Sunday, July 24, 2016

The Westbury Quilt

One of the most beloved pieces of Anglo-Australian folk art, the Westbury Quilt was embroidered by the Misses Hampson, two sisters living on a farm near Westbury, Tasmania between 1900 and 1903. It is now in the National Gallery of Art in Canberra.The file above is pretty big. Below, some details.


pootrsox said...

Absolutely breathtaking!

But-- to be very prissy and pedantic-- not actually a "quilt" despite what it's called, unless there is stitching that goes through three layers (top, batting, backing. I can't see any in the pictures, though it's possible that each square was completed in three layers and then the squares were assembled into a unit.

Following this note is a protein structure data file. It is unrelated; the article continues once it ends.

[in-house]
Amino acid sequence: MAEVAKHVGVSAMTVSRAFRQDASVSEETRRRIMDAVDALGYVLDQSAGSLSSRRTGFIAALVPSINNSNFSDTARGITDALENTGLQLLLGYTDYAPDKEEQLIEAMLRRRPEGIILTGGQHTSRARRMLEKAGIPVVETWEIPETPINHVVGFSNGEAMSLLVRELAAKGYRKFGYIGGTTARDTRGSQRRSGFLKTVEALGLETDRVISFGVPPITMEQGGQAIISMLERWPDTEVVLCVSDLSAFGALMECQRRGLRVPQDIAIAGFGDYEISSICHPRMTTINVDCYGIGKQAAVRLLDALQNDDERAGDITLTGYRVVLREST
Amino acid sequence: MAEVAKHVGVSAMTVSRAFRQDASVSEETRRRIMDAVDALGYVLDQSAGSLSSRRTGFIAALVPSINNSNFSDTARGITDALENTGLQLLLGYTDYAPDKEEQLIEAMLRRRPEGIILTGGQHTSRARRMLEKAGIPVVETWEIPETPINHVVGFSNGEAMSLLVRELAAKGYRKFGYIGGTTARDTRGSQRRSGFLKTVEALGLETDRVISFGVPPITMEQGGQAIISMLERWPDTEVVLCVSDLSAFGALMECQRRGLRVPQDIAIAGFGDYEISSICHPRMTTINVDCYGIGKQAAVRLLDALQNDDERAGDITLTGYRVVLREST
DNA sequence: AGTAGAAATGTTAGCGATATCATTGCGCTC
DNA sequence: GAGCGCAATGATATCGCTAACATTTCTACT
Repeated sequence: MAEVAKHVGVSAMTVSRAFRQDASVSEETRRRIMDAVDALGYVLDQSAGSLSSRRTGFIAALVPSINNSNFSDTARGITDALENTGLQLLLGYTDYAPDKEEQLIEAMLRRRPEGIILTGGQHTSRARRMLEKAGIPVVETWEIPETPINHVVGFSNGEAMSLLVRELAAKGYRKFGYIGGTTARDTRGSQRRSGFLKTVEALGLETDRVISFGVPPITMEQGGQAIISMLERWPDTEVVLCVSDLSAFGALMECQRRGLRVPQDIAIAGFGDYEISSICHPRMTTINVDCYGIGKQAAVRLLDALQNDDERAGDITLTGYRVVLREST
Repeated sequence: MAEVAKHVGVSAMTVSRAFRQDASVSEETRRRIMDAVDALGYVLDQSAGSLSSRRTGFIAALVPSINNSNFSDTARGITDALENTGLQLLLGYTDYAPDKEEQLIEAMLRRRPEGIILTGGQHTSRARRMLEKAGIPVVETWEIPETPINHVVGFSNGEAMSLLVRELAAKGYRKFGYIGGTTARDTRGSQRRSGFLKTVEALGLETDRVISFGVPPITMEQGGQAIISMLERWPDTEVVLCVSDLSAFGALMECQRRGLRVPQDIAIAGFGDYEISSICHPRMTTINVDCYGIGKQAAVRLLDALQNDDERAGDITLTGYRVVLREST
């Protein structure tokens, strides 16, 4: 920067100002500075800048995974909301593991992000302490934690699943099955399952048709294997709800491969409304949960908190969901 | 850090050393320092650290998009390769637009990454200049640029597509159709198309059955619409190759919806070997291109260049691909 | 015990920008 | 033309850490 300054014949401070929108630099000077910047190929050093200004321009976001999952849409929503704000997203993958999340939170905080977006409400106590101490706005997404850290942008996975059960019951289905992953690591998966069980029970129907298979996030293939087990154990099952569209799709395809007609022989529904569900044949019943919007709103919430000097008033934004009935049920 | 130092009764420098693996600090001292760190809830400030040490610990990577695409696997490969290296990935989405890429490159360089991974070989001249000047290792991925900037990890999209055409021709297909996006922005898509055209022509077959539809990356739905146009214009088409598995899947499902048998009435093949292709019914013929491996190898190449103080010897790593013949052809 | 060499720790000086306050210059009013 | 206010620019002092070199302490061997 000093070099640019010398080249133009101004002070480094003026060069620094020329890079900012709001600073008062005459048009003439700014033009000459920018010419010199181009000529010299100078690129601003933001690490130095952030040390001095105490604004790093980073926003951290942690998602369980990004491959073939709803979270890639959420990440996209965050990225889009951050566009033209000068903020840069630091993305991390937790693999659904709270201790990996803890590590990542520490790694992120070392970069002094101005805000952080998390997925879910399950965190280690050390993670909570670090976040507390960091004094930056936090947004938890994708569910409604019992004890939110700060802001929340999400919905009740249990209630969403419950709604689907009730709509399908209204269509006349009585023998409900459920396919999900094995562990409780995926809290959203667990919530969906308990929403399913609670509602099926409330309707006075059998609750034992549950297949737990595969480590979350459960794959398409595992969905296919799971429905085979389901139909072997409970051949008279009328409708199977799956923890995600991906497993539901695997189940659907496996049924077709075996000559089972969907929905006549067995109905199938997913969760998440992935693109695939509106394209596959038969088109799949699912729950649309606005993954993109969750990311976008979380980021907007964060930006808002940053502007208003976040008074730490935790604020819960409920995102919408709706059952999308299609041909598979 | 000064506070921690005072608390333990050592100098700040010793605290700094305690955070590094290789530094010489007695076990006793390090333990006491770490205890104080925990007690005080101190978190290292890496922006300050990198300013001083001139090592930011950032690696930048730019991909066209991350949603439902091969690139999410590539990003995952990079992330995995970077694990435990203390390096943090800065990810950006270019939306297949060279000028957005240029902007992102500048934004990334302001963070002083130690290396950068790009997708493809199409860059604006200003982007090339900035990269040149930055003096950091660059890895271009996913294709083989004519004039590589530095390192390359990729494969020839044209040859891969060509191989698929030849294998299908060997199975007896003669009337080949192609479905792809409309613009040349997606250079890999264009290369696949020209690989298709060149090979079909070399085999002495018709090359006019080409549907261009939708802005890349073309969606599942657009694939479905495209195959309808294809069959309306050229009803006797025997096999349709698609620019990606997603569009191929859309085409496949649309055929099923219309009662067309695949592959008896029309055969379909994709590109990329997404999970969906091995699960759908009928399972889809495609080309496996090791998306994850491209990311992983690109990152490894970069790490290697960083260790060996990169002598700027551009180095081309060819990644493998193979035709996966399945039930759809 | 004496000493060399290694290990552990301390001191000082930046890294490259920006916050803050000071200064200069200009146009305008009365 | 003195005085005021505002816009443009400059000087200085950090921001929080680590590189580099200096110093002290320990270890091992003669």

There is no quilting in any of the images you shared.

(Sorry-- but I am a quilter who has to pay to have others provide that stitching through three layers b/c I am so poor at doing it myself! So I'm conscious of the definition.)

John said...

Hey, I didn't name it! I found it in an exhibit of Australia's most famous quilts.

Anonymous said...

G'day John, The term 'quilt' has been used colloquially - technically a 'counterpane'.
Just to let you know that the "Westbury Quilt" is currently on exhibition at the National Gallery in Melbourne Victoria until early Nov 2016.
Also - could you tell me the source of your images of the quilt - their resolution is great!
Thanx JST